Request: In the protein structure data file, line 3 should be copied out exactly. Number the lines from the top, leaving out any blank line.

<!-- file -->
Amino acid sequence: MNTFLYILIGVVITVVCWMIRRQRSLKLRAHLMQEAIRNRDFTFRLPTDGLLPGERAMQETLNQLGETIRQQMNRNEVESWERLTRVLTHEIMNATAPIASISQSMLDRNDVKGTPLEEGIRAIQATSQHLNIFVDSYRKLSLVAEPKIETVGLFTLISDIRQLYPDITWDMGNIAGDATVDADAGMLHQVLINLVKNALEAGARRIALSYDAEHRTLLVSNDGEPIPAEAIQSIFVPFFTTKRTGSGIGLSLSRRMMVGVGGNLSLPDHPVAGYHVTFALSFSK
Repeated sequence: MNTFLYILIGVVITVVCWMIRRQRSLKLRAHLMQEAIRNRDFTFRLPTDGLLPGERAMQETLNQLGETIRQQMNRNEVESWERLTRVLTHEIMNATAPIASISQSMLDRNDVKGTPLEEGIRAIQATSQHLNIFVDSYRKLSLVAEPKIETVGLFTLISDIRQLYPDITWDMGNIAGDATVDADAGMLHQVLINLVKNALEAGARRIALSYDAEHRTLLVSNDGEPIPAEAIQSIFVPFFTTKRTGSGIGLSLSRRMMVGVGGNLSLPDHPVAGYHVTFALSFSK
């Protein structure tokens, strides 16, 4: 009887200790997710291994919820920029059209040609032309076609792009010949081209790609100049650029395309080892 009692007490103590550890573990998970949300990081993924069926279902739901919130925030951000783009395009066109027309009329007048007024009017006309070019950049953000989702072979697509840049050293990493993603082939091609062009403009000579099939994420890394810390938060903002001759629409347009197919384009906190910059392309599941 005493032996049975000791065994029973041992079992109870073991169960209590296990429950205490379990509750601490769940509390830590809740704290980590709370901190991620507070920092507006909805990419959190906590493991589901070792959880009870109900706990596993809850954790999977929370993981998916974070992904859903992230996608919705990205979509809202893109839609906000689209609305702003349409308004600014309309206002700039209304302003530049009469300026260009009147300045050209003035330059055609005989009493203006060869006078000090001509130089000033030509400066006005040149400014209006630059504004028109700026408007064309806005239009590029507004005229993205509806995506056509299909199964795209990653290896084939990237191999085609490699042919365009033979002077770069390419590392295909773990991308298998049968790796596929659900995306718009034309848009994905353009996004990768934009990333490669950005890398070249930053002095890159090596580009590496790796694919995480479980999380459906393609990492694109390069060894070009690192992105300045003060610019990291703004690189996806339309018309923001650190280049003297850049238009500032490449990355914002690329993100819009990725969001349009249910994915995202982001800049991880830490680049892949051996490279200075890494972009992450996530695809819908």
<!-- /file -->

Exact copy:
């Protein structure tokens, strides 16, 4: 009887200790997710291994919820920029059209040609032309076609792009010949081209790609100049650029395309080892 009692007490103590550890573990998970949300990081993924069926279902739901919130925030951000783009395009066109027309009329007048007024009017006309070019950049953000989702072979697509840049050293990493993603082939091609062009403009000579099939994420890394810390938060903002001759629409347009197919384009906190910059392309599941 005493032996049975000791065994029973041992079992109870073991169960209590296990429950205490379990509750601490769940509390830590809740704290980590709370901190991620507070920092507006909805990419959190906590493991589901070792959880009870109900706990596993809850954790999977929370993981998916974070992904859903992230996608919705990205979509809202893109839609906000689209609305702003349409308004600014309309206002700039209304302003530049009469300026260009009147300045050209003035330059055609005989009493203006060869006078000090001509130089000033030509400066006005040149400014209006630059504004028109700026408007064309806005239009590029507004005229993205509806995506056509299909199964795209990653290896084939990237191999085609490699042919365009033979002077770069390419590392295909773990991308298998049968790796596929659900995306718009034309848009994905353009996004990768934009990333490669950005890398070249930053002095890159090596580009590496790796694919995480479980999380459906393609990492694109390069060894070009690192992105300045003060610019990291703004690189996806339309018309923001650190280049003297850049238009500032490449990355914002690329993100819009990725969001349009249910994915995202982001800049991880830490680049892949051996490279200075890494972009992450996530695809819908």